Studi got on the phone to talk about movie but we ended up talking about his own service in Vietnam and why Native Americans commit themselves to military service just as much as we mentioned "Hostiles." It's a great movie about coming to terms with your enemies after the war is over.

Saturday, May 18, 2019

Smithsonian not living up to honoring all Native American Veterans?

Why won't the Smithsonian agree to honor all Native American veterans in its new memorial?

The Hill

To be perfectly clear, individuals who serve in the USPHS and NOAA are veterans under federal law, entitled to all the rights and privileges thereof. They draw military pay and benefits, serve alongside their armed colleagues during our country’s wars, and are entitled to burial in Virginia cemeteries. They have served our country proudly for more than 100 years in NOAA’s case and for more than 125 years in the case of the USPHS.

The Smithsonian Institution is about make a huge mistake by creating a Native American Veterans Memorial that will omit certain Native American veterans.

The Smithsonian plans to construct this memorial on the National Mall, with groundbreaking scheduled for September 2019. It’s a wonderful idea — one that is long overdue.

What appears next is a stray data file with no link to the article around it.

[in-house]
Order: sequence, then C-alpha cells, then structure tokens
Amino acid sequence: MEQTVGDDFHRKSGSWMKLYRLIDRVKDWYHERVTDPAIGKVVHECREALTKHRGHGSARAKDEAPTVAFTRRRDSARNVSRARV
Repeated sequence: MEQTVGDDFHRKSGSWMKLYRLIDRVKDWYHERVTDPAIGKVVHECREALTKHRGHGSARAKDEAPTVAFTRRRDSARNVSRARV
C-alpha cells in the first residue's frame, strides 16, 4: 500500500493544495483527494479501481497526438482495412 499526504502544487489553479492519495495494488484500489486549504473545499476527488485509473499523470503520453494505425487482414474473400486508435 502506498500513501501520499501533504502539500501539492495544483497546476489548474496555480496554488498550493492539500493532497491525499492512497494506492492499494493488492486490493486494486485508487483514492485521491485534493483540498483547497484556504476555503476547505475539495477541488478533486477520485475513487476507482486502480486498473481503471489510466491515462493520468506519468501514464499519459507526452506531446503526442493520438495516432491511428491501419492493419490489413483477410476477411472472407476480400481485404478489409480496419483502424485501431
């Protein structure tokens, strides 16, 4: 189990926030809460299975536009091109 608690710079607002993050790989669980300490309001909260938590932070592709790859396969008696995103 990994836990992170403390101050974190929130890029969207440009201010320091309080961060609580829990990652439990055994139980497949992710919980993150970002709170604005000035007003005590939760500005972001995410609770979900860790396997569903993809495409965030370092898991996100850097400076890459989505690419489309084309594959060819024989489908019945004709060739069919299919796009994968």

Congress passed legislation in 1994 allowing the national monument to be built, and it took 24 years — until June 2018 — for the Smithsonian to agree to a memorial design. The design, which can be found on the Smithsonian website, consists of a series of concentric circles, which the Smithsonian says represent a “Warrior’s Circle of Honor.” The designer is Native American veteran Harvey Pratt, and it is a handsome design, indeed.

There is only one problem with it. It includes only the seals of the five armed forces, omitting the seals of both the U.S. Public Health Service (USPHS) and the National Oceanic and Atmospheric Administration (NOAA).

Veterans who earned their status by service in these two smallest of the seven federal uniformed services are understandably upset by this omission. We, meaning a non-profit organization that represents the officers in the USPHS, have called this omission to the Smithsonian’s attention, and our concerns have been summarily dismissed.

The reason offered by the Smithsonian reflects the narrowest possible interpretation of the 1994 law, which was clearly intended to honor all Native American veterans. In a letter to retired USPHS Rear Adm. George Blue Spruce, the first Native American dentist in our country’s history, Smithsonian Secretary David Skorton explained his reasoning: “The enabling legislation ... only references ‘Armed Forces.'